As a cosplayer, I’ve been frustrated countless times in trying to recreate impossible designs in the real world. I teach a lecture on fabric manipulation and accuracy for cosplay, and one of my major talking points is that “game devs ≠ seamstresses”. By this, I mean that character artists and sculptors are constructing digital garments without necessarily knowing about fabric weights, seams, structural layers, or attachments, and it’s okay to amend a cosplay design to account for this. Because I’ve been on the other side – trying desperately to fit a garment to my regular human proportions or jury-rig a way to ‘float’ that gravity-defying prop – I suspect I have different priorities than many artists.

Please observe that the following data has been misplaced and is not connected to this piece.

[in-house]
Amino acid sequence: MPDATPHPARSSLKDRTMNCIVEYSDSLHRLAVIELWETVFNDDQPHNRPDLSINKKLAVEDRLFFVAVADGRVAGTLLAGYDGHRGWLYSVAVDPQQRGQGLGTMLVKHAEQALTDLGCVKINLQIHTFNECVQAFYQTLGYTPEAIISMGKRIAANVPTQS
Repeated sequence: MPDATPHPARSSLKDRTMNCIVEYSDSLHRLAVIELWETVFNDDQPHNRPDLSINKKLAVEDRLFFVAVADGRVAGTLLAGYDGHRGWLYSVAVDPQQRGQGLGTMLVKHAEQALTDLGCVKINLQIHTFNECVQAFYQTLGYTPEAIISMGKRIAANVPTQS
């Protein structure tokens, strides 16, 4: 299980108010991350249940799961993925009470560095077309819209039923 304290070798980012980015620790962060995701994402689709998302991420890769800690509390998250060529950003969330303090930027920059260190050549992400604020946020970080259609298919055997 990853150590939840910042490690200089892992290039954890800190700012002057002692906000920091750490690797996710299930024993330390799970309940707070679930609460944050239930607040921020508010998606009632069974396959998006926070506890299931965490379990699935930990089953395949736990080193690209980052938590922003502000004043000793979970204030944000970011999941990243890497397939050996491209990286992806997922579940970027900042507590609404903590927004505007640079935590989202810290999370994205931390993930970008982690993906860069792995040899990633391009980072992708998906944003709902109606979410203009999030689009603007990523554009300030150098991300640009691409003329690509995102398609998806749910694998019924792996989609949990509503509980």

My first inclination is to think of how to make pieces functional in real life. I want to add accurate seamlines, pouches for carrying items, layers for handling different climates, and appropriate footwear. I think about whether a pauldron will clip through a character’s neck when they raise their arm, and about how they get dressed (will the cuff of their sleeve fit over their wrist? If not, it needs a closure! Will they be able to reach their sword where it’s holstered over their shoulder? If not, reposition it to their hip..).

The question I have to ask myself: is this worth it? Incorporating these factors takes additional time and energy, yet does it really add to a project? I’m sure cosplayers will appreciate it, but for the vast majority of players, these are characteristics that they wouldn’t even notice (although I’m still awaiting a study exploring whether these realism details subconsciously add to a game’s immersion..).


Friederichs, H. (2021). Laudna Character Portrait – Critical Role. [Image]. Available at: [Accessed: 4 November 2021].

l-o-t-r on Tumblr (2012). Boromir Fear and Doubt gif. [Image]. Available at: [Accessed: 5 November 2021].